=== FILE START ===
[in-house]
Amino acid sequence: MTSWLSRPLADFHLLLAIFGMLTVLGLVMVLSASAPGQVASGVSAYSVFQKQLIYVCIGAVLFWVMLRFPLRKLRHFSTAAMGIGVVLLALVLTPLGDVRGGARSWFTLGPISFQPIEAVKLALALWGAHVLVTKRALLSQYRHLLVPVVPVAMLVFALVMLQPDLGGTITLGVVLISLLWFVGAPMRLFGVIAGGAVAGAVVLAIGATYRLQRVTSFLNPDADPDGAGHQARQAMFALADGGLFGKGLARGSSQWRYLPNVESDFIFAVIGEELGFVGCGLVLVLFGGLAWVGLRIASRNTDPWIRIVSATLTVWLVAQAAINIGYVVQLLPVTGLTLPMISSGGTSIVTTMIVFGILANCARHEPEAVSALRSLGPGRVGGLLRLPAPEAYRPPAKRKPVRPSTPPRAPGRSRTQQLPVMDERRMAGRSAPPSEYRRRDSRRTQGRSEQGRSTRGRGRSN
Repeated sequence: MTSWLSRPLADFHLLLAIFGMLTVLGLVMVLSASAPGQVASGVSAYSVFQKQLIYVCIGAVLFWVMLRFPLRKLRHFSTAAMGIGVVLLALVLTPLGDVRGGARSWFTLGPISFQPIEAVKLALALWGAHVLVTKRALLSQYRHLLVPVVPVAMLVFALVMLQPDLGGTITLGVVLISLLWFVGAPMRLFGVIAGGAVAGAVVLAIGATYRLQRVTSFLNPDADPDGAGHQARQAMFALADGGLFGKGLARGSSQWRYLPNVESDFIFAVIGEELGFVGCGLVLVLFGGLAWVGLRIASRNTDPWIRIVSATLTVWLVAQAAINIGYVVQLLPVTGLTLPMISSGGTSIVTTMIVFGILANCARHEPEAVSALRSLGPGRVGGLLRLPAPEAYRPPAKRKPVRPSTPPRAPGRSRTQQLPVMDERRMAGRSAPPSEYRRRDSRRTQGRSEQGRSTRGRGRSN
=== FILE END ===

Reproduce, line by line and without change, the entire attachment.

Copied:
[in-house]
Amino acid sequence: MTSWLSRPLADFHLLLAIFGMLTVLGLVMVLSASAPGQVASGVSAYSVFQKQLIYVCIGAVLFWVMLRFPLRKLRHFSTAAMGIGVVLLALVLTPLGDVRGGARSWFTLGPISFQPIEAVKLALALWGAHVLVTKRALLSQYRHLLVPVVPVAMLVFALVMLQPDLGGTITLGVVLISLLWFVGAPMRLFGVIAGGAVAGAVVLAIGATYRLQRVTSFLNPDADPDGAGHQARQAMFALADGGLFGKGLARGSSQWRYLPNVESDFIFAVIGEELGFVGCGLVLVLFGGLAWVGLRIASRNTDPWIRIVSATLTVWLVAQAAINIGYVVQLLPVTGLTLPMISSGGTSIVTTMIVFGILANCARHEPEAVSALRSLGPGRVGGLLRLPAPEAYRPPAKRKPVRPSTPPRAPGRSRTQQLPVMDERRMAGRSAPPSEYRRRDSRRTQGRSEQGRSTRGRGRSN
Repeated sequence: MTSWLSRPLADFHLLLAIFGMLTVLGLVMVLSASAPGQVASGVSAYSVFQKQLIYVCIGAVLFWVMLRFPLRKLRHFSTAAMGIGVVLLALVLTPLGDVRGGARSWFTLGPISFQPIEAVKLALALWGAHVLVTKRALLSQYRHLLVPVVPVAMLVFALVMLQPDLGGTITLGVVLISLLWFVGAPMRLFGVIAGGAVAGAVVLAIGATYRLQRVTSFLNPDADPDGAGHQARQAMFALADGGLFGKGLARGSSQWRYLPNVESDFIFAVIGEELGFVGCGLVLVLFGGLAWVGLRIASRNTDPWIRIVSATLTVWLVAQAAINIGYVVQLLPVTGLTLPMISSGGTSIVTTMIVFGILANCARHEPEAVSALRSLGPGRVGGLLRLPAPEAYRPPAKRKPVRPSTPPRAPGRSRTQQLPVMDERRMAGRSAPPSEYRRRDSRRTQGRSEQGRSTRGRGRSN